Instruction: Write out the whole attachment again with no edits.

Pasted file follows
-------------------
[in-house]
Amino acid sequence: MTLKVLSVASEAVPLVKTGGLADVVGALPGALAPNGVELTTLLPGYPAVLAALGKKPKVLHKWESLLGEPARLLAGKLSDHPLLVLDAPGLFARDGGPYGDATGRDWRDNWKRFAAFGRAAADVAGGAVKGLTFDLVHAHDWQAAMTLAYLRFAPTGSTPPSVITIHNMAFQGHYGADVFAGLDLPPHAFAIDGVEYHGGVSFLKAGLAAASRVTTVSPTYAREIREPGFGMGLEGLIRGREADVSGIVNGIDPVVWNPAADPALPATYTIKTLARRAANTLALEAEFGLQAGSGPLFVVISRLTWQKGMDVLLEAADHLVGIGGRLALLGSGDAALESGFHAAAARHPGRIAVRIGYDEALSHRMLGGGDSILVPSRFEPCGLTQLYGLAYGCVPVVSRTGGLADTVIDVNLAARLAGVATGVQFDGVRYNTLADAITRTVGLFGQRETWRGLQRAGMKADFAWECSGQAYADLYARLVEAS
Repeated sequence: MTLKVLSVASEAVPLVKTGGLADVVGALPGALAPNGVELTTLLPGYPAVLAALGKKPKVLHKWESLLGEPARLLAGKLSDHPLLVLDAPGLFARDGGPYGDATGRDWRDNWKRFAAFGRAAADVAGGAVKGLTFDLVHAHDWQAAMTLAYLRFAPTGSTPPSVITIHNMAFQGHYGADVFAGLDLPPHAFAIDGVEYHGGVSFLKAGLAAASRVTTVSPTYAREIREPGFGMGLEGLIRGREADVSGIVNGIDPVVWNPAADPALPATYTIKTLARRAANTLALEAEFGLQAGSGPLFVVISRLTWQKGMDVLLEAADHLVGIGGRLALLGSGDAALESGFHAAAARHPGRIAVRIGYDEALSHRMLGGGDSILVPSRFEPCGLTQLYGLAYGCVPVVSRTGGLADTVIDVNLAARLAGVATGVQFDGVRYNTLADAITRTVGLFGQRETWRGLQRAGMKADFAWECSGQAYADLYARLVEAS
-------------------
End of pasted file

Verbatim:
[in-house]
Amino acid sequence: MTLKVLSVASEAVPLVKTGGLADVVGALPGALAPNGVELTTLLPGYPAVLAALGKKPKVLHKWESLLGEPARLLAGKLSDHPLLVLDAPGLFARDGGPYGDATGRDWRDNWKRFAAFGRAAADVAGGAVKGLTFDLVHAHDWQAAMTLAYLRFAPTGSTPPSVITIHNMAFQGHYGADVFAGLDLPPHAFAIDGVEYHGGVSFLKAGLAAASRVTTVSPTYAREIREPGFGMGLEGLIRGREADVSGIVNGIDPVVWNPAADPALPATYTIKTLARRAANTLALEAEFGLQAGSGPLFVVISRLTWQKGMDVLLEAADHLVGIGGRLALLGSGDAALESGFHAAAARHPGRIAVRIGYDEALSHRMLGGGDSILVPSRFEPCGLTQLYGLAYGCVPVVSRTGGLADTVIDVNLAARLAGVATGVQFDGVRYNTLADAITRTVGLFGQRETWRGLQRAGMKADFAWECSGQAYADLYARLVEAS
Repeated sequence: MTLKVLSVASEAVPLVKTGGLADVVGALPGALAPNGVELTTLLPGYPAVLAALGKKPKVLHKWESLLGEPARLLAGKLSDHPLLVLDAPGLFARDGGPYGDATGRDWRDNWKRFAAFGRAAADVAGGAVKGLTFDLVHAHDWQAAMTLAYLRFAPTGSTPPSVITIHNMAFQGHYGADVFAGLDLPPHAFAIDGVEYHGGVSFLKAGLAAASRVTTVSPTYAREIREPGFGMGLEGLIRGREADVSGIVNGIDPVVWNPAADPALPATYTIKTLARRAANTLALEAEFGLQAGSGPLFVVISRLTWQKGMDVLLEAADHLVGIGGRLALLGSGDAALESGFHAAAARHPGRIAVRIGYDEALSHRMLGGGDSILVPSRFEPCGLTQLYGLAYGCVPVVSRTGGLADTVIDVNLAARLAGVATGVQFDGVRYNTLADAITRTVGLFGQRETWRGLQRAGMKADFAWECSGQAYADLYARLVEAS